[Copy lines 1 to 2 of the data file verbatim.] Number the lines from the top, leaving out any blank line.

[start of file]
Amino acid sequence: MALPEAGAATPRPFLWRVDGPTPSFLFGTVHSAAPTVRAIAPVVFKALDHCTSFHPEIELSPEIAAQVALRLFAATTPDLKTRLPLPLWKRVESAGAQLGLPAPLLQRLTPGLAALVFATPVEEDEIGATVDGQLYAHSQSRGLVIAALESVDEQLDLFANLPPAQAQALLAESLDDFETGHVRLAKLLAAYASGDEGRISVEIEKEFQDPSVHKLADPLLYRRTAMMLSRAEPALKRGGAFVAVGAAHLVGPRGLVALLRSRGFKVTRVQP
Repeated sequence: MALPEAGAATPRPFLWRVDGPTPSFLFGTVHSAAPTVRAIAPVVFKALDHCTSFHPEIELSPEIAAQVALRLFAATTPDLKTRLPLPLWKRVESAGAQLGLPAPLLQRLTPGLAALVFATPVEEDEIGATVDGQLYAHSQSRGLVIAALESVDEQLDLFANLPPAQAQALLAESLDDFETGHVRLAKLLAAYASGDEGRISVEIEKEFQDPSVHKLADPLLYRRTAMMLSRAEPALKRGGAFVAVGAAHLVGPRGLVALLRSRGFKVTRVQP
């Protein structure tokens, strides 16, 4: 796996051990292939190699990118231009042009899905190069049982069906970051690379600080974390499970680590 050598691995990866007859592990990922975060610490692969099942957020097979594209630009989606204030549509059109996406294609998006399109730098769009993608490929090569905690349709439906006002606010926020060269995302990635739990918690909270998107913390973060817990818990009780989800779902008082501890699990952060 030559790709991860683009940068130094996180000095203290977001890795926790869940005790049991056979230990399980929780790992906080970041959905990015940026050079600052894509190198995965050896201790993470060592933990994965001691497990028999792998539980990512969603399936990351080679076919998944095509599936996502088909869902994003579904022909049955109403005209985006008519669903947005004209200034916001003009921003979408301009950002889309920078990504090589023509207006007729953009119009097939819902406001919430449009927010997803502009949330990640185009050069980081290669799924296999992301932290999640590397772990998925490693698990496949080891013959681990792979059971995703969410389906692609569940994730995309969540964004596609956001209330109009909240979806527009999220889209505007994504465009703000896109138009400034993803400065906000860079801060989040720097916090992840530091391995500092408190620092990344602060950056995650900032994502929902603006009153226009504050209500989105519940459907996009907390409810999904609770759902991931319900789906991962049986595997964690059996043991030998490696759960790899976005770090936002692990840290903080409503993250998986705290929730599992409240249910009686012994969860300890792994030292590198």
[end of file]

Amino acid sequence: MALPEAGAATPRPFLWRVDGPTPSFLFGTVHSAAPTVRAIAPVVFKALDHCTSFHPEIELSPEIAAQVALRLFAATTPDLKTRLPLPLWKRVESAGAQLGLPAPLLQRLTPGLAALVFATPVEEDEIGATVDGQLYAHSQSRGLVIAALESVDEQLDLFANLPPAQAQALLAESLDDFETGHVRLAKLLAAYASGDEGRISVEIEKEFQDPSVHKLADPLLYRRTAMMLSRAEPALKRGGAFVAVGAAHLVGPRGLVALLRSRGFKVTRVQP
Repeated sequence: MALPEAGAATPRPFLWRVDGPTPSFLFGTVHSAAPTVRAIAPVVFKALDHCTSFHPEIELSPEIAAQVALRLFAATTPDLKTRLPLPLWKRVESAGAQLGLPAPLLQRLTPGLAALVFATPVEEDEIGATVDGQLYAHSQSRGLVIAALESVDEQLDLFANLPPAQAQALLAESLDDFETGHVRLAKLLAAYASGDEGRISVEIEKEFQDPSVHKLADPLLYRRTAMMLSRAEPALKRGGAFVAVGAAHLVGPRGLVALLRSRGFKVTRVQP